On my honor, I have never once watched an episode of Twin Peaks. But quiz me about it and you'll find that I know more about the intricacies of its plot and characters than you might expect. I know all these details because I've been exposed to the Twin Peaks Tumblr fandom, where my peers used to endlessly theorize about the show, ship their OTPs, and recapitulate tiny details.

How did anyone my age know anything about a show that was cancelled before most of us were even born? In the days before online streaming, they might have caught reruns on cable — if the stars aligned perfectly and they managed to be around at the right time of day, flipping through the right channels, and caught up to that exact episode.

But now you can stream every episode of Twin Peaks on Netflix at your leisure. No more waiting for stars to align: if a friend recommends a show you just have to check out, you can go home and watch it right away. You can watch it as many times as you want, over and over, without having to record it and take up valuable space on your DVR.

In the same way that we have every show we could possibly want within the click of a mouse, we also have internet forums and fandoms within the same reach. Fandoms feed on themselves — they thrive on constant discussions about all the same topics, and they grow exponentially from there. So they have an easier time making their collective voice heard to demand the closure they never received, or the gluttonous return of a series that died more than a decade ago.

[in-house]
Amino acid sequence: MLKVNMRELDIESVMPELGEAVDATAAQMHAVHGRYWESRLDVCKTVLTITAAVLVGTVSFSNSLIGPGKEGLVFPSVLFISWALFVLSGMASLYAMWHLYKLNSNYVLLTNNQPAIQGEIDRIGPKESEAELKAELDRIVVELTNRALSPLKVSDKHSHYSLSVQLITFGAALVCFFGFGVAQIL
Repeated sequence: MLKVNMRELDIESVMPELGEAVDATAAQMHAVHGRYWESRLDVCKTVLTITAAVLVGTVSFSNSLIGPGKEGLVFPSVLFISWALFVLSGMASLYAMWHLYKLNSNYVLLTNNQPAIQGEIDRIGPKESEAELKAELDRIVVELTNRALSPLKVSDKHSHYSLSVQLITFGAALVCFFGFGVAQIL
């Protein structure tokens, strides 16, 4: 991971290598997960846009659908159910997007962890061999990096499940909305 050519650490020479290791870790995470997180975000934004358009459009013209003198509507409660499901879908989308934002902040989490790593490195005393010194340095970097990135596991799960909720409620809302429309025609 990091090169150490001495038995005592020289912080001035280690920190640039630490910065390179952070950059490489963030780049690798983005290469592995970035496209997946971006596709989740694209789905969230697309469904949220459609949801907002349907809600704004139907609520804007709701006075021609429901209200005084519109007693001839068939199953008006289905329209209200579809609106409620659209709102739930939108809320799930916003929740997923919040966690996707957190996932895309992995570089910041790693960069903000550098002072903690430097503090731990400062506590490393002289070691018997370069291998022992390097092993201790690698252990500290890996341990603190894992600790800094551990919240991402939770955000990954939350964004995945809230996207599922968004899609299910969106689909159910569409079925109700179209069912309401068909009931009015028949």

fuller house season 2 trailer

Producers and Networks Prefer Not to Gamble on New Content

So it's little wonder that producers and networks and all those head honchos who are actually investing their time and reputations would be tempted to tap into massive fanbases. Of course they won't want to gamble on a new, untested series with new characters and storylines when they know they have a guaranteed viewership already in existence.

Remember Fuller House: "Same house, similar shenanigans, and familiar faces," Derron says — this revival brought back a show many of us grew up on, and it's massively popular.

Yet these huge numbers measure only the captive audience, and not the rebooted show's creative merit or the integrity of the storyline. For example, even though the audience gave Fuller House a score of 74% on Rotten Tomatoes, critics agreed that it had "little to offer to anyone except the original series' most diehard fans."

We just all happened to be diehard fans when it came to Full House.